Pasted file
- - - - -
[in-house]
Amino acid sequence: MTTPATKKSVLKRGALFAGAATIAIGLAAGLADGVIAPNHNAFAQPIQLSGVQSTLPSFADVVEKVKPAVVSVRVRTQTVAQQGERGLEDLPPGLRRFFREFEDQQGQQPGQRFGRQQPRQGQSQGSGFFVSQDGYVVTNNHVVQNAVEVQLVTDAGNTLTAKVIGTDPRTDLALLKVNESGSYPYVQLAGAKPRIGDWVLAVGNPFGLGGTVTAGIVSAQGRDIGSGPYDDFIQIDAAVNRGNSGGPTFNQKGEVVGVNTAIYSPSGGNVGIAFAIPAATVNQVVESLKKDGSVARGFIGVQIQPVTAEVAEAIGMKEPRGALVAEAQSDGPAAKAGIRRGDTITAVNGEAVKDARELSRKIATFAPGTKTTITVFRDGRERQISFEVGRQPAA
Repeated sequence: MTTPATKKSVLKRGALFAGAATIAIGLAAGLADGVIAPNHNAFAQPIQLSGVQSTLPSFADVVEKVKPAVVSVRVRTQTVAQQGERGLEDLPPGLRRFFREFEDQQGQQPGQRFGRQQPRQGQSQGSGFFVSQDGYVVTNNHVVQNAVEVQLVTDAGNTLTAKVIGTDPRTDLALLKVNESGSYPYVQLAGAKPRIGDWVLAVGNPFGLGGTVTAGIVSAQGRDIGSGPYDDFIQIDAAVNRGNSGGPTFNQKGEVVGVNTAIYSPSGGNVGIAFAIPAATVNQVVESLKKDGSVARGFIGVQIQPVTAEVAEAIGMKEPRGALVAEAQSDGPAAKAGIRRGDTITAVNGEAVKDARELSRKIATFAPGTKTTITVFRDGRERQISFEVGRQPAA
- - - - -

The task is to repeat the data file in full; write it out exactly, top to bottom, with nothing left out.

[in-house]
Amino acid sequence: MTTPATKKSVLKRGALFAGAATIAIGLAAGLADGVIAPNHNAFAQPIQLSGVQSTLPSFADVVEKVKPAVVSVRVRTQTVAQQGERGLEDLPPGLRRFFREFEDQQGQQPGQRFGRQQPRQGQSQGSGFFVSQDGYVVTNNHVVQNAVEVQLVTDAGNTLTAKVIGTDPRTDLALLKVNESGSYPYVQLAGAKPRIGDWVLAVGNPFGLGGTVTAGIVSAQGRDIGSGPYDDFIQIDAAVNRGNSGGPTFNQKGEVVGVNTAIYSPSGGNVGIAFAIPAATVNQVVESLKKDGSVARGFIGVQIQPVTAEVAEAIGMKEPRGALVAEAQSDGPAAKAGIRRGDTITAVNGEAVKDARELSRKIATFAPGTKTTITVFRDGRERQISFEVGRQPAA
Repeated sequence: MTTPATKKSVLKRGALFAGAATIAIGLAAGLADGVIAPNHNAFAQPIQLSGVQSTLPSFADVVEKVKPAVVSVRVRTQTVAQQGERGLEDLPPGLRRFFREFEDQQGQQPGQRFGRQQPRQGQSQGSGFFVSQDGYVVTNNHVVQNAVEVQLVTDAGNTLTAKVIGTDPRTDLALLKVNESGSYPYVQLAGAKPRIGDWVLAVGNPFGLGGTVTAGIVSAQGRDIGSGPYDDFIQIDAAVNRGNSGGPTFNQKGEVVGVNTAIYSPSGGNVGIAFAIPAATVNQVVESLKKDGSVARGFIGVQIQPVTAEVAEAIGMKEPRGALVAEAQSDGPAAKAGIRRGDTITAVNGEAVKDARELSRKIATFAPGTKTTITVFRDGRERQISFEVGRQPAA